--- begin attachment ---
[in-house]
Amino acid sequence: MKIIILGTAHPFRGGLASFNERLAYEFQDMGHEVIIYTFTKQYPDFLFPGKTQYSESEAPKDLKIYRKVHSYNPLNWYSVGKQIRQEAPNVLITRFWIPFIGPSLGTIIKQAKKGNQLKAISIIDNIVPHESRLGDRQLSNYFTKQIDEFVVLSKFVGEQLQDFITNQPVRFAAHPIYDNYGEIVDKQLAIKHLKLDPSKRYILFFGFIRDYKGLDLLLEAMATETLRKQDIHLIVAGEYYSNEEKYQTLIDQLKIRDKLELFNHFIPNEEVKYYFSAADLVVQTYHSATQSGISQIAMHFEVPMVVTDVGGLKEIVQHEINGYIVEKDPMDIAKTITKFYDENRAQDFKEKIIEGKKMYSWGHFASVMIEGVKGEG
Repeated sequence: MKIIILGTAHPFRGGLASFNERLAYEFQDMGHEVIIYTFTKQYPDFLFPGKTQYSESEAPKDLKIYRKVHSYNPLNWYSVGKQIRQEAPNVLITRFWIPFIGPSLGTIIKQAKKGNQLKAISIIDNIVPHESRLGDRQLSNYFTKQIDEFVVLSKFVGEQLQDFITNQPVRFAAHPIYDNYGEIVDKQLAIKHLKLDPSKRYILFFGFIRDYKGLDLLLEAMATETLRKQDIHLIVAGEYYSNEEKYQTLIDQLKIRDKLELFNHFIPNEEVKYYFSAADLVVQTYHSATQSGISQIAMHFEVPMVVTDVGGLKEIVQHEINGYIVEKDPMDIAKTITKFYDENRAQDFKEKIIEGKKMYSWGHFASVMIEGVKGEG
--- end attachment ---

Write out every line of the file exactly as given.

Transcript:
[in-house]
Amino acid sequence: MKIIILGTAHPFRGGLASFNERLAYEFQDMGHEVIIYTFTKQYPDFLFPGKTQYSESEAPKDLKIYRKVHSYNPLNWYSVGKQIRQEAPNVLITRFWIPFIGPSLGTIIKQAKKGNQLKAISIIDNIVPHESRLGDRQLSNYFTKQIDEFVVLSKFVGEQLQDFITNQPVRFAAHPIYDNYGEIVDKQLAIKHLKLDPSKRYILFFGFIRDYKGLDLLLEAMATETLRKQDIHLIVAGEYYSNEEKYQTLIDQLKIRDKLELFNHFIPNEEVKYYFSAADLVVQTYHSATQSGISQIAMHFEVPMVVTDVGGLKEIVQHEINGYIVEKDPMDIAKTITKFYDENRAQDFKEKIIEGKKMYSWGHFASVMIEGVKGEG
Repeated sequence: MKIIILGTAHPFRGGLASFNERLAYEFQDMGHEVIIYTFTKQYPDFLFPGKTQYSESEAPKDLKIYRKVHSYNPLNWYSVGKQIRQEAPNVLITRFWIPFIGPSLGTIIKQAKKGNQLKAISIIDNIVPHESRLGDRQLSNYFTKQIDEFVVLSKFVGEQLQDFITNQPVRFAAHPIYDNYGEIVDKQLAIKHLKLDPSKRYILFFGFIRDYKGLDLLLEAMATETLRKQDIHLIVAGEYYSNEEKYQTLIDQLKIRDKLELFNHFIPNEEVKYYFSAADLVVQTYHSATQSGISQIAMHFEVPMVVTDVGGLKEIVQHEINGYIVEKDPMDIAKTITKFYDENRAQDFKEKIIEGKKMYSWGHFASVMIEGVKGEG